His wickedly hilarious films are the stuff of nightmares but the man behind the gory Hereditary has his own terrors to conquer
Midsommar is an agonisingly lovely horror film about four American students bungling an invite to a pagan celebration in Sweden. It is highly likely to give you nightmares. The films writer/director, Ari Aster, is currently having one of his own: battling reporters determined to discover his own demons. Im cripplingly neurotic when it comes to these interviews, he says. For me, these are just total minefields.
Hereditary, his breakout debut from last year about a miserable family, featured two beheadings and a sobbing Toni Collette literally climbing the walls. People sensed that this soft-spoken, charmingly awkward young film-maker might have been inspired by a past he didnt want to share. After much grilling, Aster has learned to reveal small intimacies (a stutter when he was young, a solitary childhood) while palming the truly personal.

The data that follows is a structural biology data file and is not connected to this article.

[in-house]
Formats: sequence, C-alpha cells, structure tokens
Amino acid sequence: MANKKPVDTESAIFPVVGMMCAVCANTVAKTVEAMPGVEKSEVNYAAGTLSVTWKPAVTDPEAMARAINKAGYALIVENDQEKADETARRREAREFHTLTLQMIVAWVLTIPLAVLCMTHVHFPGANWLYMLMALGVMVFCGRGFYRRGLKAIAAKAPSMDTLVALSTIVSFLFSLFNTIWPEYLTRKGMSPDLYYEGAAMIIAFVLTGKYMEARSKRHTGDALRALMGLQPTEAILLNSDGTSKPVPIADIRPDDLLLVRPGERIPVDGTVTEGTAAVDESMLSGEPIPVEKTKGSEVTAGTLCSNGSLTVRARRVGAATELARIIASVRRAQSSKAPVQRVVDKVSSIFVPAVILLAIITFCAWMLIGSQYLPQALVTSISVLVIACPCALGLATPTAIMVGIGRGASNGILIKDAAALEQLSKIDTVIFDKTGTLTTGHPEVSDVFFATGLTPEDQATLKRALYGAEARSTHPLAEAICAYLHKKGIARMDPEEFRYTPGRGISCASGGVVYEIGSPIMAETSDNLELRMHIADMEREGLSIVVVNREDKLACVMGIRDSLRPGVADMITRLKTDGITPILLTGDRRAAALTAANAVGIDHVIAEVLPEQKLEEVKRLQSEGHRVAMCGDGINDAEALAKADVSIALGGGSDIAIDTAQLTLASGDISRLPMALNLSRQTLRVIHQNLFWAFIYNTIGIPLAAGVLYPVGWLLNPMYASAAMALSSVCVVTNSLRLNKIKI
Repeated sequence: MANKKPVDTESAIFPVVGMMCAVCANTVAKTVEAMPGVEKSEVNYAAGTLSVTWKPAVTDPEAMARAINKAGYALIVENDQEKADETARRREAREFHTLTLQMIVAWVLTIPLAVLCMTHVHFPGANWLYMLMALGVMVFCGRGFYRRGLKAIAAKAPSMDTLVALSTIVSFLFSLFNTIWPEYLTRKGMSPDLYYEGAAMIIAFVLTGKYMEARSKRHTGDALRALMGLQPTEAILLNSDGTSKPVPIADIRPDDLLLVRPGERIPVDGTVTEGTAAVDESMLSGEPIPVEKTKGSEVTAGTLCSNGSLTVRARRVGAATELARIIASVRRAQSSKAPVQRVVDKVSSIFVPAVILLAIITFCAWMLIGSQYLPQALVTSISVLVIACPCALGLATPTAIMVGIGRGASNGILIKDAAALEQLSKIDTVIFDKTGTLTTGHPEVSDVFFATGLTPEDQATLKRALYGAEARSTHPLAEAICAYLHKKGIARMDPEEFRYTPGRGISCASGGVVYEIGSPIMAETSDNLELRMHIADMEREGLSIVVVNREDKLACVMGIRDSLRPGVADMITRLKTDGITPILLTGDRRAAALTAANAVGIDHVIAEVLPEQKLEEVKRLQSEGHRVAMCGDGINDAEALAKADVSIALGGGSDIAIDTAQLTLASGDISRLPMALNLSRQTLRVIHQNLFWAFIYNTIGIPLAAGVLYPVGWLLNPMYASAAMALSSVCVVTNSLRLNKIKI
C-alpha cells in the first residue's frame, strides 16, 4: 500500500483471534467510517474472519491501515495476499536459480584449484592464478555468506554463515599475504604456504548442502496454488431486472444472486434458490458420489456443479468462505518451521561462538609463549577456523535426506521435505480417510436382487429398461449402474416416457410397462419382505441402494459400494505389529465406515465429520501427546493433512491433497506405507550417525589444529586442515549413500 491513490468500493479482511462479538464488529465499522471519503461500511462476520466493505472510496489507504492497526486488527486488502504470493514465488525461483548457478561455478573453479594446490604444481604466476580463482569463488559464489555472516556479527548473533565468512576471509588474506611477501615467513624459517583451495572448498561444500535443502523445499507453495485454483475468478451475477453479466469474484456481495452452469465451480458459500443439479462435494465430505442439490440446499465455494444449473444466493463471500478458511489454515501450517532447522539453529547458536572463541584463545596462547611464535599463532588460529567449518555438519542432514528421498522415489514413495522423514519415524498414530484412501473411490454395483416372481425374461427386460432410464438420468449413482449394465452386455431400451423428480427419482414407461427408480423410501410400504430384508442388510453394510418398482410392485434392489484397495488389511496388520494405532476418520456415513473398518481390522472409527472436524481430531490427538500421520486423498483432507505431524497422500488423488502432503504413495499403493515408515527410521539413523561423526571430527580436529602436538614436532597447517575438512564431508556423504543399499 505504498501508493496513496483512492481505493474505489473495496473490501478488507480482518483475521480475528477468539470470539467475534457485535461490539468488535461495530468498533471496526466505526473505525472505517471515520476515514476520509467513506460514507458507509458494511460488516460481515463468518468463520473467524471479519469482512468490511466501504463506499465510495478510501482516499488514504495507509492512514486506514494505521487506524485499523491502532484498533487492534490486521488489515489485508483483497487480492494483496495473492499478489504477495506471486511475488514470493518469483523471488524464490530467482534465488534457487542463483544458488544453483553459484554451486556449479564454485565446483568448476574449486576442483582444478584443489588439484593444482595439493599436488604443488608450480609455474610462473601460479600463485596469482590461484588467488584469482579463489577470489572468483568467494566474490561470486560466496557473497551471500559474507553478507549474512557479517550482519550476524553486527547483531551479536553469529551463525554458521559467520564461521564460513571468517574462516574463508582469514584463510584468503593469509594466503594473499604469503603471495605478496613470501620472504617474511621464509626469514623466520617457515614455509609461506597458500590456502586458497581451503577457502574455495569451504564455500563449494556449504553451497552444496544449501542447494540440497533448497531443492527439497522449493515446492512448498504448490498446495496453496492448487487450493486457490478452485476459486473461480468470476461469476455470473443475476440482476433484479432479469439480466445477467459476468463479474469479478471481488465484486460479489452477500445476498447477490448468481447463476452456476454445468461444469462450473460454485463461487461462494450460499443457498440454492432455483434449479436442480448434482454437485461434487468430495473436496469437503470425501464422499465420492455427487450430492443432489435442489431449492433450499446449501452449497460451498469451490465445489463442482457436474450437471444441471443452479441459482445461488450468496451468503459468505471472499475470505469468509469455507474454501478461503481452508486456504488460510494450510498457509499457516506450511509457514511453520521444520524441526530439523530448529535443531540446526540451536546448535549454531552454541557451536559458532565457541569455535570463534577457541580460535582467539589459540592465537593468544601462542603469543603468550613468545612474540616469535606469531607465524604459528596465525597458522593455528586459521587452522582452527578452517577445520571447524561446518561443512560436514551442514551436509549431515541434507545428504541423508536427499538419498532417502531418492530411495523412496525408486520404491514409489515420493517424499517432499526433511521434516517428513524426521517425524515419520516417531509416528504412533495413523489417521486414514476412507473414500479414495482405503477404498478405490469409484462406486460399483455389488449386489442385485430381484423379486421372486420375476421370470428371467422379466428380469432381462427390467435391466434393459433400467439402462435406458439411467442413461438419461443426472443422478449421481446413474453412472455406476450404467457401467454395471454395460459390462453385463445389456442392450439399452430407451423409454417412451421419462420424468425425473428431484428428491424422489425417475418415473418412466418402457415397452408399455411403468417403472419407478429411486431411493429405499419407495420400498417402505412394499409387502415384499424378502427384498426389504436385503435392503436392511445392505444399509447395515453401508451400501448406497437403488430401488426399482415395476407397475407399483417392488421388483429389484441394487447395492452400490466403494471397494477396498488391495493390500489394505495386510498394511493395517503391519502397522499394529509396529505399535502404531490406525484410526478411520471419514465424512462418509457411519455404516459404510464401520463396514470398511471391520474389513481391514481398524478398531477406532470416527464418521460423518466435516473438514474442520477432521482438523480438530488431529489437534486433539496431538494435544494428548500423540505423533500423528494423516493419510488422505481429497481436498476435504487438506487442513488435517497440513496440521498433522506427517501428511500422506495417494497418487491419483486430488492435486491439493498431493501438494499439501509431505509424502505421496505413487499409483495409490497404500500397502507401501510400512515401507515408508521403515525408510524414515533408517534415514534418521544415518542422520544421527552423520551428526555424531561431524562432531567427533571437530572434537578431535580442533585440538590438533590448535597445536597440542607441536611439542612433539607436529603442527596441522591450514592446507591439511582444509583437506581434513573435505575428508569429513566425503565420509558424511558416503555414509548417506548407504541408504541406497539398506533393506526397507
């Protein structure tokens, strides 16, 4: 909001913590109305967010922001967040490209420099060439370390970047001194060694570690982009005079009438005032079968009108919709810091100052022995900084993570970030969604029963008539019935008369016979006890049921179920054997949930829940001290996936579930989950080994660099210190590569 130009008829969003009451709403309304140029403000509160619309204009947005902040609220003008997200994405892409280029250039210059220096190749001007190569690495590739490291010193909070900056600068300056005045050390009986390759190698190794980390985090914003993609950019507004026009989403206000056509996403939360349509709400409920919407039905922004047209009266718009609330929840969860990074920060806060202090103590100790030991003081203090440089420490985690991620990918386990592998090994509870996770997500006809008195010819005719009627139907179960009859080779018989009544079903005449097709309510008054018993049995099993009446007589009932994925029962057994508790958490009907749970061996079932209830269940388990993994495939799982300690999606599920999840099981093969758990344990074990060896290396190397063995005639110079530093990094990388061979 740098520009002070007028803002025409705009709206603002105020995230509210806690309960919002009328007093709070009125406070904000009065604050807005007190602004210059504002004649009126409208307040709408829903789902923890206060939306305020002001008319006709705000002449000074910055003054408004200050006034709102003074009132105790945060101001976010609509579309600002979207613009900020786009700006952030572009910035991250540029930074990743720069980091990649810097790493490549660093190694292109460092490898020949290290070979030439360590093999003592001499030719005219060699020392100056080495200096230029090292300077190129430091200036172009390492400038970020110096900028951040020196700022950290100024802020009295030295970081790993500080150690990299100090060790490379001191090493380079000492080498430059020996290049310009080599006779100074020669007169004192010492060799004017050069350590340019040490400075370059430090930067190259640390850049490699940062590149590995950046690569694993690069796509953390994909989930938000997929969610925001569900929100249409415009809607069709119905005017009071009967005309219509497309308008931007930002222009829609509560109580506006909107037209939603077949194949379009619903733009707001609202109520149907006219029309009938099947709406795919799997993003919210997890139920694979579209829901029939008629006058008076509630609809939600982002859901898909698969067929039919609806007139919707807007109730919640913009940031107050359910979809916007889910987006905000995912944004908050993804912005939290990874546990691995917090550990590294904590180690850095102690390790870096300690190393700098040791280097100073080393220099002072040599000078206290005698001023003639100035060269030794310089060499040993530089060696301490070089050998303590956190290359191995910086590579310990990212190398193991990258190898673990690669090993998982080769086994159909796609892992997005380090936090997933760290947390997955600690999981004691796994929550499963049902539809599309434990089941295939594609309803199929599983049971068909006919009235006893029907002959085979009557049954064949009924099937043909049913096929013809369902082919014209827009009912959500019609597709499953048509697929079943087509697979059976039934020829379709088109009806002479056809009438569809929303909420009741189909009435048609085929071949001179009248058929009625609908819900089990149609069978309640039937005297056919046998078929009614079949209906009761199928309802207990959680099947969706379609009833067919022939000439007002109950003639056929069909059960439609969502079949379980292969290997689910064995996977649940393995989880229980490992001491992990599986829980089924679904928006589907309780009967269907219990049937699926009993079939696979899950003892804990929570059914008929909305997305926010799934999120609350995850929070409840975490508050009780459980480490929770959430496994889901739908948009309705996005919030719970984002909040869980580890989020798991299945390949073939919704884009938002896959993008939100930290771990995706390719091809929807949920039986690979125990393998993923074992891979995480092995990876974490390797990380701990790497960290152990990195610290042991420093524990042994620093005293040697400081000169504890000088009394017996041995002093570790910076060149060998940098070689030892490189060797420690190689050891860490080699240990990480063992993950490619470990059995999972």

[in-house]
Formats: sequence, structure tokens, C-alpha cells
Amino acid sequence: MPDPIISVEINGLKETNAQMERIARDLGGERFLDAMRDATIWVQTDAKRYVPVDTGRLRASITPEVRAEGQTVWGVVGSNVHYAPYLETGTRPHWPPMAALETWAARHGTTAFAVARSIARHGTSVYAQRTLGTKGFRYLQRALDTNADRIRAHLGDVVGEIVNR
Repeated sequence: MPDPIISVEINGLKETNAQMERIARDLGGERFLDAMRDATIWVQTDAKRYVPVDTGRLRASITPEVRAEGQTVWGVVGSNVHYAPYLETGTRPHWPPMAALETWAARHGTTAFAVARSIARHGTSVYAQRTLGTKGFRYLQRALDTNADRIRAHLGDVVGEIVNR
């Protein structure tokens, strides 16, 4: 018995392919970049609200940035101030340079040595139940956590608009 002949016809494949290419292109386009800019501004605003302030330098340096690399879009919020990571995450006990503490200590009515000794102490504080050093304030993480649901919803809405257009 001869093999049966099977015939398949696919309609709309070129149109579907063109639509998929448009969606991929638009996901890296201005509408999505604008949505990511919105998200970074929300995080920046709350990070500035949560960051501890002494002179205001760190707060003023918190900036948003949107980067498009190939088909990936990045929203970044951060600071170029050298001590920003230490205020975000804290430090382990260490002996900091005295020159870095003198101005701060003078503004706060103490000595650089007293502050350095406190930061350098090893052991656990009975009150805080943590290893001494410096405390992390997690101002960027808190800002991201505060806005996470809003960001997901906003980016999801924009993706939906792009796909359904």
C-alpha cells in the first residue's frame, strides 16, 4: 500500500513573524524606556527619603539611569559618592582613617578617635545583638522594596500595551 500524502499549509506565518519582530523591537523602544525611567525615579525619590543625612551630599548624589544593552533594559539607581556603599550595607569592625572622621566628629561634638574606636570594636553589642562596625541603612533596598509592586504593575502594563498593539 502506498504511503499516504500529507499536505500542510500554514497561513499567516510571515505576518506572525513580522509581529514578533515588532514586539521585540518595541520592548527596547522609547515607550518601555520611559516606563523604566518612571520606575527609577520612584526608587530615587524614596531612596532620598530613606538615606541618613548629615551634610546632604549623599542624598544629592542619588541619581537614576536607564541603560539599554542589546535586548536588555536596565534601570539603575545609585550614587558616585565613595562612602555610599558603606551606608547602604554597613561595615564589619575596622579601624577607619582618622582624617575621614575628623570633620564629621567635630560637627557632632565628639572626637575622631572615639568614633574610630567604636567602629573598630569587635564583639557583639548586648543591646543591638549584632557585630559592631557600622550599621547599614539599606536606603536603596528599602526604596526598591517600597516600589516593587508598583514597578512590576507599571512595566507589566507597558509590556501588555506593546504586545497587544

Hereditary was the first horror script he wrote. Midsommar inspired by a breakup is the second. It is wickedly hilarious, yet clarifies the impression that Aster approaches movies like a skilful butcher, flaying his own neurosis to present audiences with quivering raw meat that could be his heart or maybe, one fears, their own.
The film opens with a college girl, Dani (Florence Pugh), losing her parents and sister to an incomprehensible tragedy. Even before this, her relationship with her longterm boyfriend, Christian (Jack Reynor), was shaky. Christians mates Josh (William Jackson Harper) and Mark (Will Poulter) pester him to break up with her; instead, he invites Dani to tag along on a boys holiday to their friends home in Hlsingland, a flower-strewn paradise with a few fatal customs.
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